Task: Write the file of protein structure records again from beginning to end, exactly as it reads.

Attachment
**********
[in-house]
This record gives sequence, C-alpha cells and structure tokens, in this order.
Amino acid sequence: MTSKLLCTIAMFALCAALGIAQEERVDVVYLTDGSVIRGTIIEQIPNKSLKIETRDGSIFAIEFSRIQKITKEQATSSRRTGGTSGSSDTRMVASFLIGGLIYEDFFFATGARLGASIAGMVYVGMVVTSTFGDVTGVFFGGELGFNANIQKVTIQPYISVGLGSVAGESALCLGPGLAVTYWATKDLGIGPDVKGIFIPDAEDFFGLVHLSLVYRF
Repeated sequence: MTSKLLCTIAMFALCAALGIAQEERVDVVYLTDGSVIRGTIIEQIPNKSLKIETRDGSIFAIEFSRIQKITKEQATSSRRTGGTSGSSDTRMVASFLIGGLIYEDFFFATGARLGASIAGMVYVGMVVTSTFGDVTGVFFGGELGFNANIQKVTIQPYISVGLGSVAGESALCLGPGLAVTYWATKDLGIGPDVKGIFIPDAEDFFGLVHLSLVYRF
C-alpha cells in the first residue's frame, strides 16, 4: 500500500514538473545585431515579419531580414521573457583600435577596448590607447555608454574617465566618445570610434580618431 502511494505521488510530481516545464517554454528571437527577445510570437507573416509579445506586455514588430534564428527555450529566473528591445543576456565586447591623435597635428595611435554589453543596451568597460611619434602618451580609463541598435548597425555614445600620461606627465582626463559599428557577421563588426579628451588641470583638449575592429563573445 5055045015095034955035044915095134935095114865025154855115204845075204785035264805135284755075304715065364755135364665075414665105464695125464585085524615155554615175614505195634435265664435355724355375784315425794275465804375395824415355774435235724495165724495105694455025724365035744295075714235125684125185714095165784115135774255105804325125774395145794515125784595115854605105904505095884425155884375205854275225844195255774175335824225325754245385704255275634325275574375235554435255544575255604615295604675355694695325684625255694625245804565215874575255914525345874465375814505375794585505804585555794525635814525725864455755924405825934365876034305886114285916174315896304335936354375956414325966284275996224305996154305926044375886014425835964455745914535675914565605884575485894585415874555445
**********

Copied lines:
[in-house]
This record gives sequence, C-alpha cells and structure tokens, in this order.
Amino acid sequence: MTSKLLCTIAMFALCAALGIAQEERVDVVYLTDGSVIRGTIIEQIPNKSLKIETRDGSIFAIEFSRIQKITKEQATSSRRTGGTSGSSDTRMVASFLIGGLIYEDFFFATGARLGASIAGMVYVGMVVTSTFGDVTGVFFGGELGFNANIQKVTIQPYISVGLGSVAGESALCLGPGLAVTYWATKDLGIGPDVKGIFIPDAEDFFGLVHLSLVYRF
Repeated sequence: MTSKLLCTIAMFALCAALGIAQEERVDVVYLTDGSVIRGTIIEQIPNKSLKIETRDGSIFAIEFSRIQKITKEQATSSRRTGGTSGSSDTRMVASFLIGGLIYEDFFFATGARLGASIAGMVYVGMVVTSTFGDVTGVFFGGELGFNANIQKVTIQPYISVGLGSVAGESALCLGPGLAVTYWATKDLGIGPDVKGIFIPDAEDFFGLVHLSLVYRF
C-alpha cells in the first residue's frame, strides 16, 4: 500500500514538473545585431515579419531580414521573457583600435577596448590607447555608454574617465566618445570610434580618431 502511494505521488510530481516545464517554454528571437527577445510570437507573416509579445506586455514588430534564428527555450529566473528591445543576456565586447591623435597635428595611435554589453543596451568597460611619434602618451580609463541598435548597425555614445600620461606627465582626463559599428557577421563588426579628451588641470583638449575592429563573445 5055045015095034955035044915095134935095114865025154855115204845075204785035264805135284755075304715065364755135364665075414665105464695125464585085524615155554615175614505195634435265664435355724355375784315425794275465804375395824415355774435235724495165724495105694455025724365035744295075714235125684125185714095165784115135774255105804325125774395145794515125784595115854605105904505095884425155884375205854275225844195255774175335824225325754245385704255275634325275574375235554435255544575255604615295604675355694695325684625255694625245804565215874575255914525345874465375814505375794585505804585555794525635814525725864455755924405825934365876034305886114285916174315896304335936354375956414325966284275996224305996154305926044375886014425835964455745914535675914565605884575485894585415874555445